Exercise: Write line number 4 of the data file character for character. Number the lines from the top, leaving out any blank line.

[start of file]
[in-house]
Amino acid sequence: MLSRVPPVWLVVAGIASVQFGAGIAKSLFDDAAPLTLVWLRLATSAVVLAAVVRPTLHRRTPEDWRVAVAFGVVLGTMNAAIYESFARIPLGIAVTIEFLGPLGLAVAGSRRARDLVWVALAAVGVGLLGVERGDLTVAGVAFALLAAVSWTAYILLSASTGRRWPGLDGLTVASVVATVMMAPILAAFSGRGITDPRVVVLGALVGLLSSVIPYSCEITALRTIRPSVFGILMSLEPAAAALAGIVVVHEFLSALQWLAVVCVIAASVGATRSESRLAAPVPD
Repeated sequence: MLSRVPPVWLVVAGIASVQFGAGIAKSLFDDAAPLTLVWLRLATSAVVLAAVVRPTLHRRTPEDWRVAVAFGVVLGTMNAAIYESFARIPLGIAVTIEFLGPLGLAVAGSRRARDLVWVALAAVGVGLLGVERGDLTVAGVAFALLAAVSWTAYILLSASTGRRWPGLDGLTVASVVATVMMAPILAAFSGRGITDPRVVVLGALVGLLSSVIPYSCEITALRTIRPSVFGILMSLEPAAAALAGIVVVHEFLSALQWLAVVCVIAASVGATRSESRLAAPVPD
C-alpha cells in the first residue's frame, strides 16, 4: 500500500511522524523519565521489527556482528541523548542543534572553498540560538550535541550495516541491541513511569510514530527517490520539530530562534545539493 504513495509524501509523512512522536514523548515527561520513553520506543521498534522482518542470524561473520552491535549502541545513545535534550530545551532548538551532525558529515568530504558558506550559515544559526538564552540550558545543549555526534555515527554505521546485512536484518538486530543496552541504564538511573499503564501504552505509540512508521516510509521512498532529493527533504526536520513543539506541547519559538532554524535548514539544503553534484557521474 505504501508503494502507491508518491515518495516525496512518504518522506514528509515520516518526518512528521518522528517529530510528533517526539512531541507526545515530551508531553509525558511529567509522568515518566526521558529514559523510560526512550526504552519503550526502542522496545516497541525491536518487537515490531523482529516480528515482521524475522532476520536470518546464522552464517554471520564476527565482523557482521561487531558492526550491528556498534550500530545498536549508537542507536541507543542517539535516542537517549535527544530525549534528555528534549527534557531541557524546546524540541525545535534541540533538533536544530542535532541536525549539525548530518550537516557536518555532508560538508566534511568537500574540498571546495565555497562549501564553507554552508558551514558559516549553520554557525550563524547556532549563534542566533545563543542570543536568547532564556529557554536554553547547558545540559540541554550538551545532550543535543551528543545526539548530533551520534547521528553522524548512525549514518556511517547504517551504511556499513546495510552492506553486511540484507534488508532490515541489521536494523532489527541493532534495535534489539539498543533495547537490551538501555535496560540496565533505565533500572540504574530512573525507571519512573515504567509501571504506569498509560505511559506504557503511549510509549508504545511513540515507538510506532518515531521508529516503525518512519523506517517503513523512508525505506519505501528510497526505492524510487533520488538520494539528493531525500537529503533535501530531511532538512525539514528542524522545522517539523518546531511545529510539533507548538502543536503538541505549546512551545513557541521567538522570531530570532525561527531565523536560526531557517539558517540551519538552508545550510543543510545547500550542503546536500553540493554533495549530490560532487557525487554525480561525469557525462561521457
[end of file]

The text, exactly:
C-alpha cells in the first residue's frame, strides 16, 4: 500500500511522524523519565521489527556482528541523548542543534572553498540560538550535541550495516541491541513511569510514530527517490520539530530562534545539493 504513495509524501509523512512522536514523548515527561520513553520506543521498534522482518542470524561473520552491535549502541545513545535534550530545551532548538551532525558529515568530504558558506550559515544559526538564552540550558545543549555526534555515527554505521546485512536484518538486530543496552541504564538511573499503564501504552505509540512508521516510509521512498532529493527533504526536520513543539506541547519559538532554524535548514539544503553534484557521474 505504501508503494502507491508518491515518495516525496512518504518522506514528509515520516518526518512528521518522528517529530510528533517526539512531541507526545515530551508531553509525558511529567509522568515518566526521558529514559523510560526512550526504552519503550526502542522496545516497541525491536518487537515490531523482529516480528515482521524475522532476520536470518546464522552464517554471520564476527565482523557482521561487531558492526550491528556498534550500530545498536549508537542507536541507543542517539535516542537517549535527544530525549534528555528534549527534557531541557524546546524540541525545535534541540533538533536544530542535532541536525549539525548530518550537516557536518555532508560538508566534511568537500574540498571546495565555497562549501564553507554552508558551514558559516549553520554557525550563524547556532549563534542566533545563543542570543536568547532564556529557554536554553547547558545540559540541554550538551545532550543535543551528543545526539548530533551520534547521528553522524548512525549514518556511517547504517551504511556499513546495510552492506553486511540484507534488508532490515541489521536494523532489527541493532534495535534489539539498543533495547537490551538501555535496560540496565533505565533500572540504574530512573525507571519512573515504567509501571504506569498509560505511559506504557503511549510509549508504545511513540515507538510506532518515531521508529516503525518512519523506517517503513523512508525505506519505501528510497526505492524510487533520488538520494539528493531525500537529503533535501530531511532538512525539514528542524522545522517539523518546531511545529510539533507548538502543536503538541505549546512551545513557541521567538522570531530570532525561527531565523536560526531557517539558517540551519538552508545550510543543510545547500550542503546536500553540493554533495549530490560532487557525487554525480561525469557525462561521457